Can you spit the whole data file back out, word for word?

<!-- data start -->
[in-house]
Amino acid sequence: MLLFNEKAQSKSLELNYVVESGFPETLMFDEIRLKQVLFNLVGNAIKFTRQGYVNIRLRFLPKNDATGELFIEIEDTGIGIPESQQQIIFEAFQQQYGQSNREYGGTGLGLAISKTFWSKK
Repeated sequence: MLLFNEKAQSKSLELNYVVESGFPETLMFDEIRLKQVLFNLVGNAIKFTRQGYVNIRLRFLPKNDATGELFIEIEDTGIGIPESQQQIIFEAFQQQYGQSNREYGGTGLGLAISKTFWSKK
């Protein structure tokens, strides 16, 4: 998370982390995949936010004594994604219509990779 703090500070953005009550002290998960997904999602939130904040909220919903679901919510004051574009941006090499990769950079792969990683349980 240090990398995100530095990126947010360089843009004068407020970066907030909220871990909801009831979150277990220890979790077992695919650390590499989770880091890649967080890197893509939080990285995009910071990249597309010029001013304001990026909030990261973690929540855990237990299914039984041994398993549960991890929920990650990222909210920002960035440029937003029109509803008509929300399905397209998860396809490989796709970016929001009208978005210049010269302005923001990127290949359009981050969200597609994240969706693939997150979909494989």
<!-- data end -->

[in-house]
Amino acid sequence: MLLFNEKAQSKSLELNYVVESGFPETLMFDEIRLKQVLFNLVGNAIKFTRQGYVNIRLRFLPKNDATGELFIEIEDTGIGIPESQQQIIFEAFQQQYGQSNREYGGTGLGLAISKTFWSKK
Repeated sequence: MLLFNEKAQSKSLELNYVVESGFPETLMFDEIRLKQVLFNLVGNAIKFTRQGYVNIRLRFLPKNDATGELFIEIEDTGIGIPESQQQIIFEAFQQQYGQSNREYGGTGLGLAISKTFWSKK
């Protein structure tokens, strides 16, 4: 998370982390995949936010004594994604219509990779 703090500070953005009550002290998960997904999602939130904040909220919903679901919510004051574009941006090499990769950079792969990683349980 240090990398995100530095990126947010360089843009004068407020970066907030909220871990909801009831979150277990220890979790077992695919650390590499989770880091890649967080890197893509939080990285995009910071990249597309010029001013304001990026909030990261973690929540855990237990299914039984041994398993549960991890929920990650990222909210920002960035440029937003029109509803008509929300399905397209998860396809490989796709970016929001009208978005210049010269302005923001990127290949359009981050969200597609994240969706693939997150979909494989």